The latter stipulation was intended to ensure that third-party candidates such as Robert F. Kennedy Jr. are not allowed on stage. Prior debates have had a 15% debate threshold. Kennedy had 8% support in the latest USA TODAY/Suffolk University survey.

Keeping minor candidates off the stage is likely something both major candidates will endorse. Trump may well not agree to having antagonistic journalists, ala Candy Crowley, serve as moderators.

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James Joyner
About James Joyner
James Joyner is Professor and Department Head of Security Studies at Marine Corps University's Command and Staff College. He's a former Army officer and Desert Storm veteran. Views expressed here are his own. Follow James on Twitter @DrJJoyner.

Comments

  1. Bill Jempty says:

    May I suggest walkers or canes at twenty paces?

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  2. MarkedMan says:

    While I take the point, there’s essentially no way to enforce the rules without the moderators appearing to take sides

    I haven’t watched a debate in years as I find them completely worthless. But if we are going to have them, and the rules aren’t going to be enforced, than they are worse than worthless, they actually contribute to the erosion of our discourse. Biden is right to demand Trump’s microphone be cut off. He should be behind a glass wall too.

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  3. Gustopher says:

    I’m baffled by the timing. Have we ever had debates before the conventions before? Is anyone other than a few news junkies desperate for their fix even paying attention yet?

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  4. Andy says:

    I have no problem with dumping the stupid Commission on Presidential Debates, but that doesn’t solve the fundamental problem of the circus that debates have become.

    Any debate will still need a moderator, and both sides will need to agree to the debate rules. Once the debate starts, there will be strong incentives to break those rules; whoever is the moderator (what a thankless job) will get criticized by the usual suspects – so I don’t see how anything changes.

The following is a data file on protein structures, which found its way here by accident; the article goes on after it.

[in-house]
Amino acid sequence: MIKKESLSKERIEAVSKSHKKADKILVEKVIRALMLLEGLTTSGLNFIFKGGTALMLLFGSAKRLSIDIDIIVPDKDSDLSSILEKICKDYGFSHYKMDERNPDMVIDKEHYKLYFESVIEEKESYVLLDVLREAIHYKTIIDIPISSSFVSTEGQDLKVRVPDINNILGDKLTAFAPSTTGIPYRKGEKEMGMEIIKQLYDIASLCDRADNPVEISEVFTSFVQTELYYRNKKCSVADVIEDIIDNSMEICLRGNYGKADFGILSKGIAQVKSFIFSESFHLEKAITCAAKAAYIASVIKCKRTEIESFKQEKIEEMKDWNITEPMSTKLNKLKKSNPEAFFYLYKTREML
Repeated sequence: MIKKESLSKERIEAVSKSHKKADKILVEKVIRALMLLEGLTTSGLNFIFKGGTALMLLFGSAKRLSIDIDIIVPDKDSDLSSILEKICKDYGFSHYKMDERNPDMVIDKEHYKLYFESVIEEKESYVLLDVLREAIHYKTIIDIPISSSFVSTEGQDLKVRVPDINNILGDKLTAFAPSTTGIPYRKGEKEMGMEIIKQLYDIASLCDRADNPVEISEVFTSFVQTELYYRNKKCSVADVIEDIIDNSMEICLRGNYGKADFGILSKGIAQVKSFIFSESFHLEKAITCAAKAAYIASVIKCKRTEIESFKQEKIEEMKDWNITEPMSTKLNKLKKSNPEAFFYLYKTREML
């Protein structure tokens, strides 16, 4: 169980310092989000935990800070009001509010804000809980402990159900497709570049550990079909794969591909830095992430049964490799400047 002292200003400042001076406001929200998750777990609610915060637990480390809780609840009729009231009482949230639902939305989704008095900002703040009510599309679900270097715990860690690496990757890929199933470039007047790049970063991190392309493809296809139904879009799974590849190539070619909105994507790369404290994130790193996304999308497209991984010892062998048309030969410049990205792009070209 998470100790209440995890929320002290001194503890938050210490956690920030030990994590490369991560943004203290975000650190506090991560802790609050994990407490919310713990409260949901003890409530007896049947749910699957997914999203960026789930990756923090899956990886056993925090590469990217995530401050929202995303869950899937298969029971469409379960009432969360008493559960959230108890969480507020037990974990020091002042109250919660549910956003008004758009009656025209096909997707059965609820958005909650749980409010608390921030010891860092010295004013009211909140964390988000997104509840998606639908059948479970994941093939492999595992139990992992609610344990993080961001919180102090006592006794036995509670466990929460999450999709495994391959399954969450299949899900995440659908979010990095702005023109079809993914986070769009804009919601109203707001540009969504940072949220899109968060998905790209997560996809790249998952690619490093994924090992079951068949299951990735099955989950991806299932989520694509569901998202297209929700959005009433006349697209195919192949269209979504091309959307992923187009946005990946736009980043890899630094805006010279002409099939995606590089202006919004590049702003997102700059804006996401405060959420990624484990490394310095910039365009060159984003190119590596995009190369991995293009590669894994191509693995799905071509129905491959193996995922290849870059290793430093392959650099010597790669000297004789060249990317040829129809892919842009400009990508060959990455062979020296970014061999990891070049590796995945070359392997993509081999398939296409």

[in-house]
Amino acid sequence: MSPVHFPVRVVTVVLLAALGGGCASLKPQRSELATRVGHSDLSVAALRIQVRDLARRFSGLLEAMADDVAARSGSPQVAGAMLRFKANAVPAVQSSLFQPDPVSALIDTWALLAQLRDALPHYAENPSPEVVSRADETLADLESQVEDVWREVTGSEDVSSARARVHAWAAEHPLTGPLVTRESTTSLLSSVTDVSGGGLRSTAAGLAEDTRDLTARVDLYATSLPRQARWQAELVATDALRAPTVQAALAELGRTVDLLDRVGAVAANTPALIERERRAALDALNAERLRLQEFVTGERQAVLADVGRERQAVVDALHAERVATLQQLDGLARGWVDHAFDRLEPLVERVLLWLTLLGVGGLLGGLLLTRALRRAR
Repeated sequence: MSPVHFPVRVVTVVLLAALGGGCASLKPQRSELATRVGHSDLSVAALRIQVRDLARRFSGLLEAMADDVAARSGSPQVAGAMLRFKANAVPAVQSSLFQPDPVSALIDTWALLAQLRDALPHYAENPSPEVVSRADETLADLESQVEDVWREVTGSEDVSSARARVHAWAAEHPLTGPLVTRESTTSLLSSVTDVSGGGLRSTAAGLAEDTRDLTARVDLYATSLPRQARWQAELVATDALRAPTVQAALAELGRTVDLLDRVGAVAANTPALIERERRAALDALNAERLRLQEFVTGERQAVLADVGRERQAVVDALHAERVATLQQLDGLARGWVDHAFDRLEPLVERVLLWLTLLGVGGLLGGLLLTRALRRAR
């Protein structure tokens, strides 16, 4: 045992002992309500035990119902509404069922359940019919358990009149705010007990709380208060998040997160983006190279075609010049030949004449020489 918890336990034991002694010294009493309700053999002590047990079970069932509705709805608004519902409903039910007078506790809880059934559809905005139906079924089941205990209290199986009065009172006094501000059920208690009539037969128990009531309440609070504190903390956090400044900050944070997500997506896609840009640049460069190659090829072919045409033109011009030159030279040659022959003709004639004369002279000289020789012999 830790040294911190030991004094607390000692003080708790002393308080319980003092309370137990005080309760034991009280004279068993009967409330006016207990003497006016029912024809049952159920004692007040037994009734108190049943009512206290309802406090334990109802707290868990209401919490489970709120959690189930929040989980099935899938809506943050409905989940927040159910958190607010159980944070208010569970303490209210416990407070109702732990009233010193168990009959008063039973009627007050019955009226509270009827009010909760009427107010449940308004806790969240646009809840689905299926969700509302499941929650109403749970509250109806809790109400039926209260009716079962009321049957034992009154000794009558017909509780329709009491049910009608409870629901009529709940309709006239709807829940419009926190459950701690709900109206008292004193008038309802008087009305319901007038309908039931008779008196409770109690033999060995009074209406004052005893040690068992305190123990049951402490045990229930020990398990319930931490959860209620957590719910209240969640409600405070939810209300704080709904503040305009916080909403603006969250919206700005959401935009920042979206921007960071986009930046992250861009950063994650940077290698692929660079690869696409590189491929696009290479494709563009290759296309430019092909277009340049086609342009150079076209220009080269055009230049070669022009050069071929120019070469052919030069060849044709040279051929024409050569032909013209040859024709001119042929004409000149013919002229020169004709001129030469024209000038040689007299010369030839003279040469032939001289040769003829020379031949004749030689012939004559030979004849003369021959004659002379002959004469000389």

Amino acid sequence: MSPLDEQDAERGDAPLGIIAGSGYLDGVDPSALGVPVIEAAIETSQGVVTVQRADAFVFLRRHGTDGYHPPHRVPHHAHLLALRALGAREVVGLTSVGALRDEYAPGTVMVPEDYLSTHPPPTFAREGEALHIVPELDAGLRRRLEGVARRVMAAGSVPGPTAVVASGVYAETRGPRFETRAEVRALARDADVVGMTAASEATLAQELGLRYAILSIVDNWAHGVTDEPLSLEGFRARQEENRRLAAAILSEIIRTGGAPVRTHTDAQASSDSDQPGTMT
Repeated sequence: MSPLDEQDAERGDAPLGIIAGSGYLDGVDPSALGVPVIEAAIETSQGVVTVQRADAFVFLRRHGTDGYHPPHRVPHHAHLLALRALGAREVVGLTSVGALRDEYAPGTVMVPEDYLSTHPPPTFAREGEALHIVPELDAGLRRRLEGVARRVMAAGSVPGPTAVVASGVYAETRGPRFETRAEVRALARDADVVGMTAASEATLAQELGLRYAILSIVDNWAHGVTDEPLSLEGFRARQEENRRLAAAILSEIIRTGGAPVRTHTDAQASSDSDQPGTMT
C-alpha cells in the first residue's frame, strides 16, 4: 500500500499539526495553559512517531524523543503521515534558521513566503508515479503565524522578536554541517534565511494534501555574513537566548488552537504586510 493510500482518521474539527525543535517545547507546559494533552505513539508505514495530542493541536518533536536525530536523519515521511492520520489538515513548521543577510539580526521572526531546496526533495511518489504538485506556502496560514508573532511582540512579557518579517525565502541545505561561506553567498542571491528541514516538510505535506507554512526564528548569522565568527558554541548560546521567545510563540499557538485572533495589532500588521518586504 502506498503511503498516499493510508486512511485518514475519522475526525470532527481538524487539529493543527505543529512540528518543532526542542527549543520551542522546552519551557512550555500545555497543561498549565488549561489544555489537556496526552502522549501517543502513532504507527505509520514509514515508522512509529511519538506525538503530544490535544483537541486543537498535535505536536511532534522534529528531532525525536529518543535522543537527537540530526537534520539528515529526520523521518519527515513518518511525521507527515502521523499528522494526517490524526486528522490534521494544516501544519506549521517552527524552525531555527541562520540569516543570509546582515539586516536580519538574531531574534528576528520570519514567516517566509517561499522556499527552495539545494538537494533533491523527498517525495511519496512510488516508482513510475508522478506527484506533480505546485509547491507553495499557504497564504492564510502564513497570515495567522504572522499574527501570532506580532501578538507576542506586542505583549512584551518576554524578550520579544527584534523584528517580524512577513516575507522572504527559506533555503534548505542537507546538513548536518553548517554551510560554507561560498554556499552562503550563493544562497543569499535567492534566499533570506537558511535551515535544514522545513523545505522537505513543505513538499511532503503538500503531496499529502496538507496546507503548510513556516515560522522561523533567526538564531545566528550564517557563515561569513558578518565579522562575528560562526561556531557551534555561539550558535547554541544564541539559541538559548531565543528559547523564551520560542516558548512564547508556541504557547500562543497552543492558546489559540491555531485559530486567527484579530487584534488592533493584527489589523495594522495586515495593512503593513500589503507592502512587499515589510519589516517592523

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  5. Andy says:

    @Gustopher:

    Biden’s team seems to be leaning heavily into the idea that Biden will get better in the polls once the Trump crazy gets more public exposure. So, an early debate might do that for him, especially if it comes on the heels of a criminal conviction. If Biden “wins” that debate, it could kill any Trump momentum early, sending him to the convention as a double looser. At least, that’s my guess at their thinking.

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  6. Kathy says:

    How about Stephanie Clifford as moderator?

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  7. Mr. Prosser says:

    @Andy: Removing a live audience so debate participants can’t play to the crowd or gain energy from it would help a lot.

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  8. MarkedMan says:

    @Mr. Prosser: There is no way Trump would agree to a debate without being able to pack it with his loons. And even he must realize that having his mic cut off would leave people with time to think about what the nonsense word salad he spews. Which may be what Biden has in mind. It may be his intent to have Trump essentially refuse to debate. We will see how firm his team is with these two demands.

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  9. MarkedMan says:

    Well, that was quick. TPM is reporting Trump agreed to Biden’s debate proposal. I’ll believe it when I see it, but at the very least Trump didn’t want to appear back footed.

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  10. MarkedMan says:

    On further inspection, Trump hasn’t agreed to Biden’s terms at all. In fact, he’s calling for a large venue with a huge crowd.

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  11. Bill Jempty says:

    @MarkedMan:

    On further inspection, Trump hasn’t agreed to Biden’s terms at all. In fact, he’s calling for a large venue with a huge crowd.

    Are Barnum and Bailey still in business?

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  12. Michael Reynolds says:

    @MarkedMan:
    As always, Trump is a shark – tiny brain, great predatory instincts. He knows that alone on a stage with Biden he’s going to be humiliated. Biden could ask him the simplest question about foreign policy, or history, and Trump would do one of his mumble mumble whimper sigh answers. No, he needs a crowd. Even more, he needs a pretext to refuse to debate.

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  13. Mister Bluster says:

    In 1960 the third televised debate between Republican candidate Richard M. Nixon of California and Democratic candidate John F. Kennedy of Massachusetts originated from two locations with Nixon at the ABC studio in Los Angeles and Kennedy at the ABC studio in New York. Seems like I remember a story about how a can of paint was flown from coast to coast so the TV sets on both sides of the country would look the same.